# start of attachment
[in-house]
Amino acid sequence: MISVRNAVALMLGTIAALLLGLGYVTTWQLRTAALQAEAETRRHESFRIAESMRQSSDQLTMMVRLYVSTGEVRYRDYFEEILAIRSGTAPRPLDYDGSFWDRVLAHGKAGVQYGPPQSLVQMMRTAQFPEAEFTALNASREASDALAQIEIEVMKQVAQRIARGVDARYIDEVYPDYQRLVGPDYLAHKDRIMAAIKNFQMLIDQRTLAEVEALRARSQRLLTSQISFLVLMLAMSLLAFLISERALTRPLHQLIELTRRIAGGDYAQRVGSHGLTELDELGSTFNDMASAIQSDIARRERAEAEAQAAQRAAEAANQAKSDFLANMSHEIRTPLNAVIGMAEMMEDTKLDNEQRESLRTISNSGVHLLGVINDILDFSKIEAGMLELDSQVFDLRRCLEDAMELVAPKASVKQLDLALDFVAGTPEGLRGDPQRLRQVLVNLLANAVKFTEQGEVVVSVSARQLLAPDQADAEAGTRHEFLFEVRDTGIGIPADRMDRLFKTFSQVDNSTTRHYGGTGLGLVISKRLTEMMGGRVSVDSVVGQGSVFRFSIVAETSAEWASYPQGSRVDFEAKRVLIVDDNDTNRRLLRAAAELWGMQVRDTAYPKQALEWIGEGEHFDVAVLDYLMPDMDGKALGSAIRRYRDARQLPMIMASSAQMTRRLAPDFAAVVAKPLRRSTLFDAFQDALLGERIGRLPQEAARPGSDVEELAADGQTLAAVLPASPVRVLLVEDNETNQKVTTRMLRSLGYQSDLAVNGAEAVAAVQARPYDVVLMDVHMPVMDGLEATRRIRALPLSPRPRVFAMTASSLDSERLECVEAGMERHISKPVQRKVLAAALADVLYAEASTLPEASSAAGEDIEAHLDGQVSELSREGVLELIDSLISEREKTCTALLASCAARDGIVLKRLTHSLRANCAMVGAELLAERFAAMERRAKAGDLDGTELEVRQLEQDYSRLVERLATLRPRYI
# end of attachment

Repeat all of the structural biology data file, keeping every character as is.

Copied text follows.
[in-house]
Amino acid sequence: MISVRNAVALMLGTIAALLLGLGYVTTWQLRTAALQAEAETRRHESFRIAESMRQSSDQLTMMVRLYVSTGEVRYRDYFEEILAIRSGTAPRPLDYDGSFWDRVLAHGKAGVQYGPPQSLVQMMRTAQFPEAEFTALNASREASDALAQIEIEVMKQVAQRIARGVDARYIDEVYPDYQRLVGPDYLAHKDRIMAAIKNFQMLIDQRTLAEVEALRARSQRLLTSQISFLVLMLAMSLLAFLISERALTRPLHQLIELTRRIAGGDYAQRVGSHGLTELDELGSTFNDMASAIQSDIARRERAEAEAQAAQRAAEAANQAKSDFLANMSHEIRTPLNAVIGMAEMMEDTKLDNEQRESLRTISNSGVHLLGVINDILDFSKIEAGMLELDSQVFDLRRCLEDAMELVAPKASVKQLDLALDFVAGTPEGLRGDPQRLRQVLVNLLANAVKFTEQGEVVVSVSARQLLAPDQADAEAGTRHEFLFEVRDTGIGIPADRMDRLFKTFSQVDNSTTRHYGGTGLGLVISKRLTEMMGGRVSVDSVVGQGSVFRFSIVAETSAEWASYPQGSRVDFEAKRVLIVDDNDTNRRLLRAAAELWGMQVRDTAYPKQALEWIGEGEHFDVAVLDYLMPDMDGKALGSAIRRYRDARQLPMIMASSAQMTRRLAPDFAAVVAKPLRRSTLFDAFQDALLGERIGRLPQEAARPGSDVEELAADGQTLAAVLPASPVRVLLVEDNETNQKVTTRMLRSLGYQSDLAVNGAEAVAAVQARPYDVVLMDVHMPVMDGLEATRRIRALPLSPRPRVFAMTASSLDSERLECVEAGMERHISKPVQRKVLAAALADVLYAEASTLPEASSAAGEDIEAHLDGQVSELSREGVLELIDSLISEREKTCTALLASCAARDGIVLKRLTHSLRANCAMVGAELLAERFAAMERRAKAGDLDGTELEVRQLEQDYSRLVERLATLRPRYI